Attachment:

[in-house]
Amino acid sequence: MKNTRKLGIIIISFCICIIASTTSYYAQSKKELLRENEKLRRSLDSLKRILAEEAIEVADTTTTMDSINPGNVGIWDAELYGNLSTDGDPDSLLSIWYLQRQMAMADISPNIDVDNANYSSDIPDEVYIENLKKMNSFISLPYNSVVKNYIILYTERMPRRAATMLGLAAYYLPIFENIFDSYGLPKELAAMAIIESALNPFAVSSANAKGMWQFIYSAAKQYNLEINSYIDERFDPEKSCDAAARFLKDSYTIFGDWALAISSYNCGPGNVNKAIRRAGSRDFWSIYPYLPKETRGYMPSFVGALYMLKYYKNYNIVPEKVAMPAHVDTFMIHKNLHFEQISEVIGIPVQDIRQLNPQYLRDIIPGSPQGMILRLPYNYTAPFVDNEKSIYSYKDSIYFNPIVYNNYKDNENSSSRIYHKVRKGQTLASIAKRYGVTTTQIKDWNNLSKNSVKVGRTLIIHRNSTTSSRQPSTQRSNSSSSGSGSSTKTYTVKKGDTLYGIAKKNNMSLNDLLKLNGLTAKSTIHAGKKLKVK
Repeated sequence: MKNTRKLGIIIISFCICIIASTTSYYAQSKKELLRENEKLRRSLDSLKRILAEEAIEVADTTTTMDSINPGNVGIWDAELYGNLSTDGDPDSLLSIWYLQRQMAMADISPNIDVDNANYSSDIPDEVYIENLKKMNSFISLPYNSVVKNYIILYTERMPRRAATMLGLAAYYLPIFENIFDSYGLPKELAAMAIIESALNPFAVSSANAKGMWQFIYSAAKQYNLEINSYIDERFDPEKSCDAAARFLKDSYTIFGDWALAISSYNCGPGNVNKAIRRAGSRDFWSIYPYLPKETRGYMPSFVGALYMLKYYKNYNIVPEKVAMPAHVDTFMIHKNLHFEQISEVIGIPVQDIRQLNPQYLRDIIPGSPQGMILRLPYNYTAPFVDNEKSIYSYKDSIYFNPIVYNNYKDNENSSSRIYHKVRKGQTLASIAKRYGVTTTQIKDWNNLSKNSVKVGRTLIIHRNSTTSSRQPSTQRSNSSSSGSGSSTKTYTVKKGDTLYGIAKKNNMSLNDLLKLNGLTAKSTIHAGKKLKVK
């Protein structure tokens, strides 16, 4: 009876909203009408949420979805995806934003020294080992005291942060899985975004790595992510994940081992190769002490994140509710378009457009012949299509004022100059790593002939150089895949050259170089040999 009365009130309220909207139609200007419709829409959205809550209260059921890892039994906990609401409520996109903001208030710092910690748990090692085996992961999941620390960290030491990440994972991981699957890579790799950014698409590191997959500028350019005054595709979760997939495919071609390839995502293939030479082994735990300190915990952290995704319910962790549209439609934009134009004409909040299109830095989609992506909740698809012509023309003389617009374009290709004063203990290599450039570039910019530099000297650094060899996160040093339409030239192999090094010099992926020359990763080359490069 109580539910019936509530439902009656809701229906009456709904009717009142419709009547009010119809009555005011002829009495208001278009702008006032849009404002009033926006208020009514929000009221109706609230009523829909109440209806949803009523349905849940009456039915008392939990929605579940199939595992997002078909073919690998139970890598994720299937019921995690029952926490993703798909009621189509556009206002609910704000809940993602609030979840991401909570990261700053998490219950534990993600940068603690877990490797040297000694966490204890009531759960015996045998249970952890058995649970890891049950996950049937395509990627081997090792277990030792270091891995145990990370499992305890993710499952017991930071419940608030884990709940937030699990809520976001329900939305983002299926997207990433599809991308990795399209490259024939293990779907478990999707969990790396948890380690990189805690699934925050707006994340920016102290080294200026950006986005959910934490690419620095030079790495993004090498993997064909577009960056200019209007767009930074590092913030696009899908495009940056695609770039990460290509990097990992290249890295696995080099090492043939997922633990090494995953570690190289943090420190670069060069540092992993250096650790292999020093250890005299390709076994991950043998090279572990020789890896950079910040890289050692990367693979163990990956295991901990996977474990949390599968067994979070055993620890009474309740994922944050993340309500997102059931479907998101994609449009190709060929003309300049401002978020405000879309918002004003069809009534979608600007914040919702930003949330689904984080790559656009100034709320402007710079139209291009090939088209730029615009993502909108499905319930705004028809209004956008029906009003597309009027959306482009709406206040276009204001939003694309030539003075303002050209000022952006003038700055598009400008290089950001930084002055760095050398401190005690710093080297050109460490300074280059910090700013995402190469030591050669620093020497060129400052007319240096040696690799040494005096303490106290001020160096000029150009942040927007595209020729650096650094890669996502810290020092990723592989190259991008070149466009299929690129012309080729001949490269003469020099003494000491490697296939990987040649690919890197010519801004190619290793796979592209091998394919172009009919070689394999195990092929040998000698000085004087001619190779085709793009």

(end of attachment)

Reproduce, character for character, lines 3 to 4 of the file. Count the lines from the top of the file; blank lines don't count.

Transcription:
Repeated sequence: MKNTRKLGIIIISFCICIIASTTSYYAQSKKELLRENEKLRRSLDSLKRILAEEAIEVADTTTTMDSINPGNVGIWDAELYGNLSTDGDPDSLLSIWYLQRQMAMADISPNIDVDNANYSSDIPDEVYIENLKKMNSFISLPYNSVVKNYIILYTERMPRRAATMLGLAAYYLPIFENIFDSYGLPKELAAMAIIESALNPFAVSSANAKGMWQFIYSAAKQYNLEINSYIDERFDPEKSCDAAARFLKDSYTIFGDWALAISSYNCGPGNVNKAIRRAGSRDFWSIYPYLPKETRGYMPSFVGALYMLKYYKNYNIVPEKVAMPAHVDTFMIHKNLHFEQISEVIGIPVQDIRQLNPQYLRDIIPGSPQGMILRLPYNYTAPFVDNEKSIYSYKDSIYFNPIVYNNYKDNENSSSRIYHKVRKGQTLASIAKRYGVTTTQIKDWNNLSKNSVKVGRTLIIHRNSTTSSRQPSTQRSNSSSSGSGSSTKTYTVKKGDTLYGIAKKNNMSLNDLLKLNGLTAKSTIHAGKKLKVK
């Protein structure tokens, strides 16, 4: 009876909203009408949420979805995806934003020294080992005291942060899985975004790595992510994940081992190769002490994140509710378009457009012949299509004022100059790593002939150089895949050259170089040999 009365009130309220909207139609200007419709829409959205809550209260059921890892039994906990609401409520996109903001208030710092910690748990090692085996992961999941620390960290030491990440994972991981699957890579790799950014698409590191997959500028350019005054595709979760997939495919071609390839995502293939030479082994735990300190915990952290995704319910962790549209439609934009134009004409909040299109830095989609992506909740698809012509023309003389617009374009290709004063203990290599450039570039910019530099000297650094060899996160040093339409030239192999090094010099992926020359990763080359490069 109580539910019936509530439902009656809701229906009456709904009717009142419709009547009010119809009555005011002829009495208001278009702008006032849009404002009033926006208020009514929000009221109706609230009523829909109440209806949803009523349905849940009456039915008392939990929605579940199939595992997002078909073919690998139970890598994720299937019921995690029952926490993703798909009621189509556009206002609910704000809940993602609030979840991401909570990261700053998490219950534990993600940068603690877990490797040297000694966490204890009531759960015996045998249970952890058995649970890891049950996950049937395509990627081997090792277990030792270091891995145990990370499992305890993710499952017991930071419940608030884990709940937030699990809520976001329900939305983002299926997207990433599809991308990795399209490259024939293990779907478990999707969990790396948890380690990189805690699934925050707006994340920016102290080294200026950006986005959910934490690419620095030079790495993004090498993997064909577009960056200019209007767009930074590092913030696009899908495009940056695609770039990460290509990097990992290249890295696995080099090492043939997922633990090494995953570690190289943090420190670069060069540092992993250096650790292999020093250890005299390709076994991950043998090279572990020789890896950079910040890289050692990367693979163990990956295991901990996977474990949390599968067994979070055993620890009474309740994922944050993340309500997102059931479907998101994609449009190709060929003309300049401002978020405000879309918002004003069809009534979608600007914040919702930003949330689904984080790559656009100034709320402007710079139209291009090939088209730029615009993502909108499905319930705004028809209004956008029906009003597309009027959306482009709406206040276009204001939003694309030539003075303002050209000022952006003038700055598009400008290089950001930084002055760095050398401190005690710093080297050109460490300074280059910090700013995402190469030591050669620093020497060129400052007319240096040696690799040494005096303490106290001020160096000029150009942040927007595209020729650096650094890669996502810290020092990723592989190259991008070149466009299929690129012309080729001949490269003469020099003494000491490697296939990987040649690919890197010519801004190619290793796979592209091998394919172009009919070689394999195990092929040998000698000085004087001619190779085709793009």